If you are a true brew lover you will probably know about Oktoberfest. The world's largest beer festival opened Saturday in Munich, Germany. More than 6 million guests from around the world are expected to descend on the beer tents of Munich to celebrate the 16-day Oktoberfest extravaganza.
The first Oktoberfest was held more than 200 years ago to celebrate the wedding of the Bavarian Prince Ludwig on October 12,1810. The citizens of Munich were invited to attend the festivities held on the fields in front of the city gates to celebrate the happy royal event. Today, Oktoberfest is a global event that is celebrated all around the world.
Last year's visitors consumed almost 8 million two-pint (one-liter) mugs of beer. Aside from beer the visitors enjoy a wide variety of traditional food such as chicken, roast pork, grilled ham hock, potato or bread dumplings, cheese noodles along with such Bavarian delicacies as Obatzda (a spiced cheese-butter spread) and Weisswurst (a white sausage). Last year, the Oktoberfest guests ate around 522,000 roasted chickens, 125,000 sausages, 69,9000 pork knuckles and 118 oxen.
What’s the history behind the Oktoberfest?
It all started with a horse race which the national guard staged for the people on 17th August 1810 to mark the wedding of the Ludwig Crown Prince of Bavaria (later King Ludwig I) to Princess Therese von Sachsen-Hildburghausen. The race was such a success that it was staged again the following year on the Theresienwiese – the meadow named in honour of the Princess. From 1870 onwards the number of stalls began to increase and in 1896 the very first beer tents were erected which sold only beer brewed in Munich – a tradition which has remained to the present day. Due to lack of space the horse races with which it all began were staged for the last time in 1936.
Here are 8 fun facts & Pictures of Germany's Oktoberfest:
1. 204 years
Bayern Munich's Robert Lewandowski and his wife, Anna Stachurska, attended the Oktoberfest 2014 beer festival at Kaefers Wiesenschaenke in Munich, Oct. 5, 2014. Reuters
Wish Oktoberfest 2014 a very happy 204th birthday. In 1810, the very first Oktoberfest took place in Munich, Germany to honor Bavarian Crown Prince Ludwig's marriage. Today, the 16-day beer festival is still going strong.
2. 1.8 million gallons of beer
If you're wondering how much beer is consumed by the 6 million people that go to Oktoberfest each year –it's a lot. To be precise, it's 1.8 million gallons of beer. That's like filling the legendary King’s Pond pool at the Four Seasons Resort Hualalai in Hawaii with brew.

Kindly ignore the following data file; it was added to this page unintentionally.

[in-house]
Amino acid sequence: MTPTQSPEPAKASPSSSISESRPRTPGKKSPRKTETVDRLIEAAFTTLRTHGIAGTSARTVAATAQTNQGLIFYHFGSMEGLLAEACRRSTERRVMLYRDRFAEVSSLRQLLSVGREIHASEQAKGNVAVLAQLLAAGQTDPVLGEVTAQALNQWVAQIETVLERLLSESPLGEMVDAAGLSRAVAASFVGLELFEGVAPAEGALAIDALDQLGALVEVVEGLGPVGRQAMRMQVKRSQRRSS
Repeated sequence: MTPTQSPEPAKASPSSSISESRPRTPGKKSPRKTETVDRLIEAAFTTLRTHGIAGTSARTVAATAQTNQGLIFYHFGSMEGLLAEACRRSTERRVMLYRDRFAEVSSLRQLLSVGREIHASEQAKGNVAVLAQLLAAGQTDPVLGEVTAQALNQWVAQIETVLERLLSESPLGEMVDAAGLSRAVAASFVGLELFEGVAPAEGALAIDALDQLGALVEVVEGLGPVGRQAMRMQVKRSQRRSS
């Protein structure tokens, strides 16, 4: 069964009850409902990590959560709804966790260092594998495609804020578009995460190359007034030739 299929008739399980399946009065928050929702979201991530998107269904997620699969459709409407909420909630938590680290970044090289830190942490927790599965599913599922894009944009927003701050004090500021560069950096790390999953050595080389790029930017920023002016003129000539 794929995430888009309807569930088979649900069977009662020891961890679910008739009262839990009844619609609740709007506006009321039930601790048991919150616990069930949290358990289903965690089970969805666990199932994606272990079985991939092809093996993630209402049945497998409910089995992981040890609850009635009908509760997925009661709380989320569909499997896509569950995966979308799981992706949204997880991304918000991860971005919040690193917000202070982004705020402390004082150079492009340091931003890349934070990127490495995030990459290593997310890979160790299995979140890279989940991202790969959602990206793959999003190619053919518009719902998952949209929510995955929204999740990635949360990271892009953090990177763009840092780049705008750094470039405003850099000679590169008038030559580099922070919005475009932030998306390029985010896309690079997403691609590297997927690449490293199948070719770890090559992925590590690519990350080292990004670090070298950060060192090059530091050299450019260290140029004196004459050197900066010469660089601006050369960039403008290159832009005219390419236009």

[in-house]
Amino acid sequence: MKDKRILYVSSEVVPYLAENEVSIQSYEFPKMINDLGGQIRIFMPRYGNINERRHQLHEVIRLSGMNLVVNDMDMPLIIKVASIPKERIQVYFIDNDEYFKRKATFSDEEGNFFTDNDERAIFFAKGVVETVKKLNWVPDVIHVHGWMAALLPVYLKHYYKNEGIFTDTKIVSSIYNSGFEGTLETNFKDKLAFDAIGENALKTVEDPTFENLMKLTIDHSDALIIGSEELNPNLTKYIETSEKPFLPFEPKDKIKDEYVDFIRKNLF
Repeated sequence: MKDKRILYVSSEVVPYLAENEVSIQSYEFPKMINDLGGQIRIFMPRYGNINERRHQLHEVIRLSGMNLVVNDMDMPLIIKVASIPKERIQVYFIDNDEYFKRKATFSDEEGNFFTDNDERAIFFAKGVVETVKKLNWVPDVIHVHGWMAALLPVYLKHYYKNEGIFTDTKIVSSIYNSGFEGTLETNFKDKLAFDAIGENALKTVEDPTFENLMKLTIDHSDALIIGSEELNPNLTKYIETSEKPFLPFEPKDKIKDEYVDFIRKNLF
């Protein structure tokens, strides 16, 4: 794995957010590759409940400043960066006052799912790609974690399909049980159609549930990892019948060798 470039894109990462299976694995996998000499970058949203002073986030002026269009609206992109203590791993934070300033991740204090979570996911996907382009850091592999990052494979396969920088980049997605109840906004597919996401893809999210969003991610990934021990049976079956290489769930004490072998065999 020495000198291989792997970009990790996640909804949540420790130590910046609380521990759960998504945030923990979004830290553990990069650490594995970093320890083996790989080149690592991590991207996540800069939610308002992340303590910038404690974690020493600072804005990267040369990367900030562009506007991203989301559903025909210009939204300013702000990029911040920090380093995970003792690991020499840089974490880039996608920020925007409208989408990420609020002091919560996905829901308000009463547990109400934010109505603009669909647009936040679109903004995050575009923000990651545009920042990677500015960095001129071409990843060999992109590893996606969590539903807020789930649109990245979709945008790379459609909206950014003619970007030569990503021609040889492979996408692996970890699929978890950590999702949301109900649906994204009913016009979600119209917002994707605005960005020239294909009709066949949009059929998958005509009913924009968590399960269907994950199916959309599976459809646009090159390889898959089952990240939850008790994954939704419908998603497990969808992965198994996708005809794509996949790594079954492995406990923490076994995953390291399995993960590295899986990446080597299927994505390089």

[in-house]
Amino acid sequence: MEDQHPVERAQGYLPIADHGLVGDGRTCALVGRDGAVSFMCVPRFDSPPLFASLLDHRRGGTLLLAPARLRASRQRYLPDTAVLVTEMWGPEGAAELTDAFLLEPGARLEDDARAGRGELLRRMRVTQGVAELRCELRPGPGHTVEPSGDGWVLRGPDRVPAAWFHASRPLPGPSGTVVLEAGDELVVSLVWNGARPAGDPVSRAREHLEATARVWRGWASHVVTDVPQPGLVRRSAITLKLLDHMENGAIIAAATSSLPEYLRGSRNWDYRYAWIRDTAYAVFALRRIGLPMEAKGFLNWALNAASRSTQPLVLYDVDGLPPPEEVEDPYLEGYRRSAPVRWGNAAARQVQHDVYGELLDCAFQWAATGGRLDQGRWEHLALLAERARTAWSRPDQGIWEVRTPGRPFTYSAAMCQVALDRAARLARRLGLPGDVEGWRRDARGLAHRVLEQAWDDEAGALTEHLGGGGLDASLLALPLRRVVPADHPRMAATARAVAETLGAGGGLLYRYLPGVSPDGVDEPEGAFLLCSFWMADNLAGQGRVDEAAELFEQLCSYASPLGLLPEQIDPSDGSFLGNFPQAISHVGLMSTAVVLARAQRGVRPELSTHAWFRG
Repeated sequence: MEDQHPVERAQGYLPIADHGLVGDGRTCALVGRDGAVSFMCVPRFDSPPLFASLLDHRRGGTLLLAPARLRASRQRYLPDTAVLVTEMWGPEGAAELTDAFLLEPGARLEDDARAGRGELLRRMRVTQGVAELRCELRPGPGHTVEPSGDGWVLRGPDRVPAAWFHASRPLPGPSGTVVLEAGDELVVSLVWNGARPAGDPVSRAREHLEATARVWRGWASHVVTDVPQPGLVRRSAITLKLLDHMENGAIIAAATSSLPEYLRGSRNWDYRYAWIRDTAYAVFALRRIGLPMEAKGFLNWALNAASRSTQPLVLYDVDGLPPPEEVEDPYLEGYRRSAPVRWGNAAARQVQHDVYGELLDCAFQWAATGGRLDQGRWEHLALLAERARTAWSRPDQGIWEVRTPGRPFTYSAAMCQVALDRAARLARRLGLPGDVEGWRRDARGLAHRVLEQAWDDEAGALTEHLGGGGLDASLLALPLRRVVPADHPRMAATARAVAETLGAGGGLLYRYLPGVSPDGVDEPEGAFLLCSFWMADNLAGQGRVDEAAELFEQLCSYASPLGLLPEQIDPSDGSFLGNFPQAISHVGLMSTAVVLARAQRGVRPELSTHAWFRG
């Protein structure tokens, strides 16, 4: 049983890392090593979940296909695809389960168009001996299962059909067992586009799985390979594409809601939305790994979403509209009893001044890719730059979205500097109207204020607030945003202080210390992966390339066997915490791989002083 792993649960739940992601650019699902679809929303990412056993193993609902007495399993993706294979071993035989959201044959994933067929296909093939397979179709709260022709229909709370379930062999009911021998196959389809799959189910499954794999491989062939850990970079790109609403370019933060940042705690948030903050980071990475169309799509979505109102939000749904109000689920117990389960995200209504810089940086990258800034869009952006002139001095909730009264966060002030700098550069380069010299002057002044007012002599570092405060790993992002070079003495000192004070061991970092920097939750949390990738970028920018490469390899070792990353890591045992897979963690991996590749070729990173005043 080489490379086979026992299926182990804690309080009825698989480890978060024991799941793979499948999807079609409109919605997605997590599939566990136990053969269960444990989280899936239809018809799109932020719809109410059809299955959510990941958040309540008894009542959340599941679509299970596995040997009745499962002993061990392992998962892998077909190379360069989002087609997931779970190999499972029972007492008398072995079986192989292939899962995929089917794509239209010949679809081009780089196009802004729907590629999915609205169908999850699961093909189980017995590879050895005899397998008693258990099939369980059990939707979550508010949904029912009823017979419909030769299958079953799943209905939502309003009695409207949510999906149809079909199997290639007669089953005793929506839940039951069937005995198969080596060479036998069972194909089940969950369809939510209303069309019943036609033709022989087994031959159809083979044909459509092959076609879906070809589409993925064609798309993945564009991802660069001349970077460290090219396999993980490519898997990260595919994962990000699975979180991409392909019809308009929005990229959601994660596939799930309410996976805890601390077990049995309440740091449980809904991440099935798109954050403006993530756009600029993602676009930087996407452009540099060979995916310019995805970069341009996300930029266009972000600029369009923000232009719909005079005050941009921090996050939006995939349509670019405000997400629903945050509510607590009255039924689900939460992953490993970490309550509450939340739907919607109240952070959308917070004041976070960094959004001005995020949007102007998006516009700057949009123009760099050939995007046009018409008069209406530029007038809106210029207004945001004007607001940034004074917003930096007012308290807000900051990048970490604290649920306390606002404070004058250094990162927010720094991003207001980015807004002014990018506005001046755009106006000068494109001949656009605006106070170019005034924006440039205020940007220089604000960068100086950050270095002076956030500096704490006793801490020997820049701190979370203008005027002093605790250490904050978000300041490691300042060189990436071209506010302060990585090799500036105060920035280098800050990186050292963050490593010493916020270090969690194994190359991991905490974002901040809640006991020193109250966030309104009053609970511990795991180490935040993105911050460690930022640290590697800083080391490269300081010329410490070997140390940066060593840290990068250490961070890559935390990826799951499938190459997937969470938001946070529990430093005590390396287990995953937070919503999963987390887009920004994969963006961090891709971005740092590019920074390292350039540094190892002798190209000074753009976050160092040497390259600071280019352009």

3. 48,000 bakers striking
This year, 48,000 members of the baker's union threatened to strike, inciting fear of a possible pretzel shortage, or as you say in Munich, Riesnbrezn shortage. In the end, the bakers chose to respect the Oktoberfest tradition and are keeping the pretzels flowing.
4. 15 beds for hungover festival goers
In an effort to keep festival attendees as safe, the Red Cross has set up 15 hangover beds for people, in case they need to sleep off the booze for a while. That doesn't seem like a lot for the more than 7,000 people that come to the Red Cross tent for treatment each year, but I guess it's better than none. They've also got spare pants, too, just in case you need those too.
5. 4,000 lost and found items
Each year, over 4,000 items end up in the Oktoberfest lost and found. The weirdest from 2013 was a set of dentures.
6. $13 per brew
Beer prices differ in the various tents at Oktoberfest, but a traditional stein, which is slightly less than 34 ounces, will cost you about $13.
7. 10,000 in a tent
At Oktoberfest, there's a lot of standing, as there are fewer seats than there are visitors. The largest Oktoberfest beer tent of all time was the Pschorr-Brau-Rosl-tent in 1913, which held 12,000 people. Today, the Hofbrau-Festhalle is the largest tent, with 10,000 seats. But you better get there early.
8. 12 bites to soak up the beer
There is a variety of traditional, hearty fare to be had at Oktoberfest. Offerings include Hendl (roast chicken), Schweinsbraten (roast pork), Haxn (pork knuckle), Steckerlfisch (grilled fish on a stick), Wurstl (sausages), Brezn (pretzel), Knodeln (potato or bread dumplings), Kaasspotzn (cheese noodles), Reiberdatschi (potato pancakes), Sauerkraut or Rotkraut (pickled red cabbage), Obatzda (a fatty, spiced cheese-butter concoction), and Weisswurst (white sausage). So dig in!
A liter of beer, which is the traditional measure at the event, will cost them more than 10 euros ($11.31), but the price is unlikely to put a brake on the high consumption of the yellow liquid that is expected from guests.
The festival is taking place this year as thousands of refugees arrive at the city's railway station amid Europe's biggest migrant influx since the Second World War. Munich authorities say that this is unlikely to affect the running of the festival.
Hey Let's Come To The Party!!!